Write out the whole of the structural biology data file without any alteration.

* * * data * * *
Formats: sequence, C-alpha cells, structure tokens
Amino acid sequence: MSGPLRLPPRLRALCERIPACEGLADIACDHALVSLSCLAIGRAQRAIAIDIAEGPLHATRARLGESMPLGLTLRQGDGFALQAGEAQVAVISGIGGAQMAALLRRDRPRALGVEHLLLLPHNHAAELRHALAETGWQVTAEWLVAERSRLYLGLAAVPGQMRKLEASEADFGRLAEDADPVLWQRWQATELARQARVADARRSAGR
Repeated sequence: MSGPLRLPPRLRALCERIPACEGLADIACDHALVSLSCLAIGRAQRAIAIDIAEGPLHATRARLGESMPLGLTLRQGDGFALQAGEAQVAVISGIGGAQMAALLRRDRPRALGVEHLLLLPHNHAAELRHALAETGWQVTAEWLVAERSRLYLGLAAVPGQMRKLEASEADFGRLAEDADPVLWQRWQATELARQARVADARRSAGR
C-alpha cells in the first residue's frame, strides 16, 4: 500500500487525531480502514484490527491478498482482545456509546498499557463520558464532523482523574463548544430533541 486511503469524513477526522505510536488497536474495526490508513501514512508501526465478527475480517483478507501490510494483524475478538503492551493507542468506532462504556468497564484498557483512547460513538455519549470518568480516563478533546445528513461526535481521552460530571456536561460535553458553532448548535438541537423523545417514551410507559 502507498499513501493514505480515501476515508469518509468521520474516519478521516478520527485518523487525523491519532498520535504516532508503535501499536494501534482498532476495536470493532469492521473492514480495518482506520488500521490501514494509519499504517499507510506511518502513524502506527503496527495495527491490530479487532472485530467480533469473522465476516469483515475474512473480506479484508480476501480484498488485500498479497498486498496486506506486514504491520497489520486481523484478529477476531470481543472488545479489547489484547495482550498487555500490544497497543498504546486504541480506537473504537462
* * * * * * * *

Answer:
Formats: sequence, C-alpha cells, structure tokens
Amino acid sequence: MSGPLRLPPRLRALCERIPACEGLADIACDHALVSLSCLAIGRAQRAIAIDIAEGPLHATRARLGESMPLGLTLRQGDGFALQAGEAQVAVISGIGGAQMAALLRRDRPRALGVEHLLLLPHNHAAELRHALAETGWQVTAEWLVAERSRLYLGLAAVPGQMRKLEASEADFGRLAEDADPVLWQRWQATELARQARVADARRSAGR
Repeated sequence: MSGPLRLPPRLRALCERIPACEGLADIACDHALVSLSCLAIGRAQRAIAIDIAEGPLHATRARLGESMPLGLTLRQGDGFALQAGEAQVAVISGIGGAQMAALLRRDRPRALGVEHLLLLPHNHAAELRHALAETGWQVTAEWLVAERSRLYLGLAAVPGQMRKLEASEADFGRLAEDADPVLWQRWQATELARQARVADARRSAGR
C-alpha cells in the first residue's frame, strides 16, 4: 500500500487525531480502514484490527491478498482482545456509546498499557463520558464532523482523574463548544430533541 486511503469524513477526522505510536488497536474495526490508513501514512508501526465478527475480517483478507501490510494483524475478538503492551493507542468506532462504556468497564484498557483512547460513538455519549470518568480516563478533546445528513461526535481521552460530571456536561460535553458553532448548535438541537423523545417514551410507559 502507498499513501493514505480515501476515508469518509468521520474516519478521516478520527485518523487525523491519532498520535504516532508503535501499536494501534482498532476495536470493532469492521473492514480495518482506520488500521490501514494509519499504517499507510506511518502513524502506527503496527495495527491490530479487532472485530467480533469473522465476516469483515475474512473480506479484508480476501480484498488485500498479497498486498496486506506486514504491520497489520486481523484478529477476531470481543472488545479489547489484547495482550498487555500490544497497543498504546486504541480506537473504537462